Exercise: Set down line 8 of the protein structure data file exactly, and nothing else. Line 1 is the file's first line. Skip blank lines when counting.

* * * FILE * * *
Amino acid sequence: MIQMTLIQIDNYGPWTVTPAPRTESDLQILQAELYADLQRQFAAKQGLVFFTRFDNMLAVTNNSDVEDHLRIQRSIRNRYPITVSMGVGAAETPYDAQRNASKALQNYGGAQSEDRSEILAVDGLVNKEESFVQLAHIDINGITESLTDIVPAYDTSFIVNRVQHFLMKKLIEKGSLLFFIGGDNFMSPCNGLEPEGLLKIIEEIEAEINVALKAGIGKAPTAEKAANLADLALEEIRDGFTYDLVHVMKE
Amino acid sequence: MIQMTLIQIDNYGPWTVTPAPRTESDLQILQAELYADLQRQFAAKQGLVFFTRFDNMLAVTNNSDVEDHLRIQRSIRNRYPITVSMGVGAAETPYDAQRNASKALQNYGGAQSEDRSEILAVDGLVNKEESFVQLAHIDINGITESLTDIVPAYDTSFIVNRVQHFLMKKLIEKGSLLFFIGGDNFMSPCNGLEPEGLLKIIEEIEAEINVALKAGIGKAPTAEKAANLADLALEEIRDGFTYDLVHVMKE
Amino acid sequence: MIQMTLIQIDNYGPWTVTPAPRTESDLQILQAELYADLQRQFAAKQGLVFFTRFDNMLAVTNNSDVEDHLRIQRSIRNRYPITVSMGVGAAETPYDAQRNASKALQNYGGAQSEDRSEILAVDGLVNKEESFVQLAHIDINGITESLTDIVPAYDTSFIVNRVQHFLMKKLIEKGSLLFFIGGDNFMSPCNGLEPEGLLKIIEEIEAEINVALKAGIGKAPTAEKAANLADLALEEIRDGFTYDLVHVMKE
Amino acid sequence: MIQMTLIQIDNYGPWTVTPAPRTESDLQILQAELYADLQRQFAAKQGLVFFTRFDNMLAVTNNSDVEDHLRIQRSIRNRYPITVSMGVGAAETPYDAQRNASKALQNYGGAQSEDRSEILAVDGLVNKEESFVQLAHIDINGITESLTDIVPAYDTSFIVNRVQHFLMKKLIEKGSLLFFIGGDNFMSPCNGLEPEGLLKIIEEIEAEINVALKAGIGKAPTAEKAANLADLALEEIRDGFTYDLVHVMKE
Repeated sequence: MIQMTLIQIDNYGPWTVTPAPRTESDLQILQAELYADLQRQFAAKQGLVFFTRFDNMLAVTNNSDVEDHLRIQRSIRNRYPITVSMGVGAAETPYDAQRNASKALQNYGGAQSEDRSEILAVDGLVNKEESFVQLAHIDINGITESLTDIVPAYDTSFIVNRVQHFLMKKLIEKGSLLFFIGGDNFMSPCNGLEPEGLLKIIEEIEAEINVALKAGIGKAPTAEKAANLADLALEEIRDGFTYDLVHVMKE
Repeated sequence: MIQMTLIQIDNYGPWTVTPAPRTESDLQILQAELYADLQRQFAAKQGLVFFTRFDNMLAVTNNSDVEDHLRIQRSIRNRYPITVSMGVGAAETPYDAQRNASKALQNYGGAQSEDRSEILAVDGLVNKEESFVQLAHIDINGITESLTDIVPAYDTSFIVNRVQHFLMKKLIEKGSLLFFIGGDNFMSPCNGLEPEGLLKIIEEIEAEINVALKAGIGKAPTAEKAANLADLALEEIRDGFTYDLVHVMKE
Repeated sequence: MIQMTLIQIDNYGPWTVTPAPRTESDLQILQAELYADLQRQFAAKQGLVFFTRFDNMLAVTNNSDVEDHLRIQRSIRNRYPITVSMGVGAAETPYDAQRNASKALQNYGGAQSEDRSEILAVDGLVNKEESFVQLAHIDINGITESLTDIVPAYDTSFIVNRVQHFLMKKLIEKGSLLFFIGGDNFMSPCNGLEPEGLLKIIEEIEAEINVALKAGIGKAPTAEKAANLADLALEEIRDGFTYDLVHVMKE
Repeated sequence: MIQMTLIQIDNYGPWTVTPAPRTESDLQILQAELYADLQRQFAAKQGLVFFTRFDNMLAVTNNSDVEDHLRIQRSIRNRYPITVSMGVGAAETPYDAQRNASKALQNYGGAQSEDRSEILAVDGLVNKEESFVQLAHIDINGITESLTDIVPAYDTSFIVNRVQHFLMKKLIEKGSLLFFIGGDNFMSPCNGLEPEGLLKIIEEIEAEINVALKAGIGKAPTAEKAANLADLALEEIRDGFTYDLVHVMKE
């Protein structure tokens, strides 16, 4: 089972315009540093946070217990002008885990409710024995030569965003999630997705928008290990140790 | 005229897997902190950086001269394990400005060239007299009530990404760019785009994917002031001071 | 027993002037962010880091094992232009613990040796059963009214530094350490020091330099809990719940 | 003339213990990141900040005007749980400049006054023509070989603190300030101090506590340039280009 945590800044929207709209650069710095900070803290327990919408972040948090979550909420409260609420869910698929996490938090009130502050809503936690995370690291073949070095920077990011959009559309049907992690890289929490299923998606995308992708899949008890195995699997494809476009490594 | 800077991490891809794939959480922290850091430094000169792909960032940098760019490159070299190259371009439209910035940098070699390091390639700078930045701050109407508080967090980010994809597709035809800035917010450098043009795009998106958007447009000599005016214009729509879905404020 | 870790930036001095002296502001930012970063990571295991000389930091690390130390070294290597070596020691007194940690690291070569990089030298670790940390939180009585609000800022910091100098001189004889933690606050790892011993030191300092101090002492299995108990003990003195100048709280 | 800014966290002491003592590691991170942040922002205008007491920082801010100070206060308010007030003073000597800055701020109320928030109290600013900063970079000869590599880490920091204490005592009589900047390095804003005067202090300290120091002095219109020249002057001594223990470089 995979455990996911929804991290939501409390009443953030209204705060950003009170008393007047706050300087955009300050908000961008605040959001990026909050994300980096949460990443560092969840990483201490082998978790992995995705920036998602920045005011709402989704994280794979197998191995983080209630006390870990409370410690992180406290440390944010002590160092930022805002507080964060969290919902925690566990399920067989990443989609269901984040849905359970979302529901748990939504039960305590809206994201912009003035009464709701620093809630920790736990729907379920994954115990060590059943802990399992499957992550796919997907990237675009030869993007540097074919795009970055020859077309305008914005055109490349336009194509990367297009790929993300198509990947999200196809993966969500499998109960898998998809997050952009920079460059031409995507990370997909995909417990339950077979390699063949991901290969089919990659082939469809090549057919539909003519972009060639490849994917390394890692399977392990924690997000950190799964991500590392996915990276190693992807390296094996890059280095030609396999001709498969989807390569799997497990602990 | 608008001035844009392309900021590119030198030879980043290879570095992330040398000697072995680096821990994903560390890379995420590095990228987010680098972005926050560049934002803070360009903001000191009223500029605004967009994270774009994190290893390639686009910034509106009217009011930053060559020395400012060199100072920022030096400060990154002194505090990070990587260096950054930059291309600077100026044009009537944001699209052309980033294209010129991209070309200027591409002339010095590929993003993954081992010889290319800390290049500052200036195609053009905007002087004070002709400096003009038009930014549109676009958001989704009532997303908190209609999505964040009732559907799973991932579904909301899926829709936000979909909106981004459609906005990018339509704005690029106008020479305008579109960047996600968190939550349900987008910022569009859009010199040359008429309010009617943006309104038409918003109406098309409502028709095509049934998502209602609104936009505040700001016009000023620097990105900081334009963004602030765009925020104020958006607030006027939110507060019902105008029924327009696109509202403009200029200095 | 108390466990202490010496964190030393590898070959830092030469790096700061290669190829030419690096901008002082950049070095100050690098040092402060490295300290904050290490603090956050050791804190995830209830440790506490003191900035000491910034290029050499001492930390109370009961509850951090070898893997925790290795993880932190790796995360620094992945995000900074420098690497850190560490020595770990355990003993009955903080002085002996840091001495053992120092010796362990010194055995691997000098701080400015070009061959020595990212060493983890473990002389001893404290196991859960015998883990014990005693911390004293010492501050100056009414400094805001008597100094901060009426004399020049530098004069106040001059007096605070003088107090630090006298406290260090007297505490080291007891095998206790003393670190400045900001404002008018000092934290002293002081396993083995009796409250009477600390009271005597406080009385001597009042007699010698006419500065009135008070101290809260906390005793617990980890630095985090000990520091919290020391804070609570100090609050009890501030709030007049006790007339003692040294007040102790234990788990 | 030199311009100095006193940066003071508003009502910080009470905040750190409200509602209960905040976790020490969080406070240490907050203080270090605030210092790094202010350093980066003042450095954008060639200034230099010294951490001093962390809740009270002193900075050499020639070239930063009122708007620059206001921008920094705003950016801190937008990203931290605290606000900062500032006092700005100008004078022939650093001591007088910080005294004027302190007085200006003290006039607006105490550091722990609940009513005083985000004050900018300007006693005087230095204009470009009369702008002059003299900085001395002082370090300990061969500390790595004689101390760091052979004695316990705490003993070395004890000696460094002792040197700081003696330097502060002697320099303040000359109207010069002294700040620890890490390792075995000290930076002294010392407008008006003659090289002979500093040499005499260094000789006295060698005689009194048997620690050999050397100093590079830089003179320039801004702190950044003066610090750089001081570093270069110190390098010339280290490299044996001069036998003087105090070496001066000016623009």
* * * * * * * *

Repeated sequence: MIQMTLIQIDNYGPWTVTPAPRTESDLQILQAELYADLQRQFAAKQGLVFFTRFDNMLAVTNNSDVEDHLRIQRSIRNRYPITVSMGVGAAETPYDAQRNASKALQNYGGAQSEDRSEILAVDGLVNKEESFVQLAHIDINGITESLTDIVPAYDTSFIVNRVQHFLMKKLIEKGSLLFFIGGDNFMSPCNGLEPEGLLKIIEEIEAEINVALKAGIGKAPTAEKAANLADLALEEIRDGFTYDLVHVMKE